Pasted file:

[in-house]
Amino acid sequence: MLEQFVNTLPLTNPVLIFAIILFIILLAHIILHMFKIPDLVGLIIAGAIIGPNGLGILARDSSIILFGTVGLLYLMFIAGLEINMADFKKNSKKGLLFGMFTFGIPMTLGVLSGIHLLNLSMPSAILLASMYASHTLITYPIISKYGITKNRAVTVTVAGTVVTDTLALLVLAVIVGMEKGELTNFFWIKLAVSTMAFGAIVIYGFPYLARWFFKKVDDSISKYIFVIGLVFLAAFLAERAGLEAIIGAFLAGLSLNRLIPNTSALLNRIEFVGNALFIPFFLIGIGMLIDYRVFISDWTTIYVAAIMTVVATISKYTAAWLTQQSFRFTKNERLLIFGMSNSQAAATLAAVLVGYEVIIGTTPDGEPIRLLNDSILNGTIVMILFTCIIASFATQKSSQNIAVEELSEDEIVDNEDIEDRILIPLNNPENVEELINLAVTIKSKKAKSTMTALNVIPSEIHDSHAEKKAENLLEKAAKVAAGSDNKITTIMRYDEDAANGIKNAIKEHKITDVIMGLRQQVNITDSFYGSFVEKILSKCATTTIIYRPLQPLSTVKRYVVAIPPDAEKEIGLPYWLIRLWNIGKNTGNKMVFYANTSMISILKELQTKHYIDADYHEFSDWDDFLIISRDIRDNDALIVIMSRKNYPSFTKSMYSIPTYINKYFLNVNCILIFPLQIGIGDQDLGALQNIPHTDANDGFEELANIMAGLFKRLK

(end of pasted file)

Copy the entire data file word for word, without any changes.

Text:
[in-house]
Amino acid sequence: MLEQFVNTLPLTNPVLIFAIILFIILLAHIILHMFKIPDLVGLIIAGAIIGPNGLGILARDSSIILFGTVGLLYLMFIAGLEINMADFKKNSKKGLLFGMFTFGIPMTLGVLSGIHLLNLSMPSAILLASMYASHTLITYPIISKYGITKNRAVTVTVAGTVVTDTLALLVLAVIVGMEKGELTNFFWIKLAVSTMAFGAIVIYGFPYLARWFFKKVDDSISKYIFVIGLVFLAAFLAERAGLEAIIGAFLAGLSLNRLIPNTSALLNRIEFVGNALFIPFFLIGIGMLIDYRVFISDWTTIYVAAIMTVVATISKYTAAWLTQQSFRFTKNERLLIFGMSNSQAAATLAAVLVGYEVIIGTTPDGEPIRLLNDSILNGTIVMILFTCIIASFATQKSSQNIAVEELSEDEIVDNEDIEDRILIPLNNPENVEELINLAVTIKSKKAKSTMTALNVIPSEIHDSHAEKKAENLLEKAAKVAAGSDNKITTIMRYDEDAANGIKNAIKEHKITDVIMGLRQQVNITDSFYGSFVEKILSKCATTTIIYRPLQPLSTVKRYVVAIPPDAEKEIGLPYWLIRLWNIGKNTGNKMVFYANTSMISILKELQTKHYIDADYHEFSDWDDFLIISRDIRDNDALIVIMSRKNYPSFTKSMYSIPTYINKYFLNVNCILIFPLQIGIGDQDLGALQNIPHTDANDGFEELANIMAGLFKRLK